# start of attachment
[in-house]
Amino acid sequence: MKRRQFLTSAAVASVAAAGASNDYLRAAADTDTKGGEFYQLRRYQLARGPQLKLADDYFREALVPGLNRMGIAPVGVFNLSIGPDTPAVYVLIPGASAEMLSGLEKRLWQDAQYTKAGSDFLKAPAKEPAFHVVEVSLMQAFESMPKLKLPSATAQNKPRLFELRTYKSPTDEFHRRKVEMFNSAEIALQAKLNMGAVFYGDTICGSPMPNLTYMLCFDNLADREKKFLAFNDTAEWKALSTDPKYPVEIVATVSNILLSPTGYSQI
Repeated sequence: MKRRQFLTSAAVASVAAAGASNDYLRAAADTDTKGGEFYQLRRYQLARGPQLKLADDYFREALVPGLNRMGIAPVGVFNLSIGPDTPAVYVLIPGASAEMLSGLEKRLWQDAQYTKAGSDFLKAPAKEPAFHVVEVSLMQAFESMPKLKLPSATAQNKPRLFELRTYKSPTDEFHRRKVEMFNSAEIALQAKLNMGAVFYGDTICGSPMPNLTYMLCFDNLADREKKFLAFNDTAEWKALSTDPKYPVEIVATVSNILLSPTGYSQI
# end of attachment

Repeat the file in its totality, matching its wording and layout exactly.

[in-house]
Amino acid sequence: MKRRQFLTSAAVASVAAAGASNDYLRAAADTDTKGGEFYQLRRYQLARGPQLKLADDYFREALVPGLNRMGIAPVGVFNLSIGPDTPAVYVLIPGASAEMLSGLEKRLWQDAQYTKAGSDFLKAPAKEPAFHVVEVSLMQAFESMPKLKLPSATAQNKPRLFELRTYKSPTDEFHRRKVEMFNSAEIALQAKLNMGAVFYGDTICGSPMPNLTYMLCFDNLADREKKFLAFNDTAEWKALSTDPKYPVEIVATVSNILLSPTGYSQI
Repeated sequence: MKRRQFLTSAAVASVAAAGASNDYLRAAADTDTKGGEFYQLRRYQLARGPQLKLADDYFREALVPGLNRMGIAPVGVFNLSIGPDTPAVYVLIPGASAEMLSGLEKRLWQDAQYTKAGSDFLKAPAKEPAFHVVEVSLMQAFESMPKLKLPSATAQNKPRLFELRTYKSPTDEFHRRKVEMFNSAEIALQAKLNMGAVFYGDTICGSPMPNLTYMLCFDNLADREKKFLAFNDTAEWKALSTDPKYPVEIVATVSNILLSPTGYSQI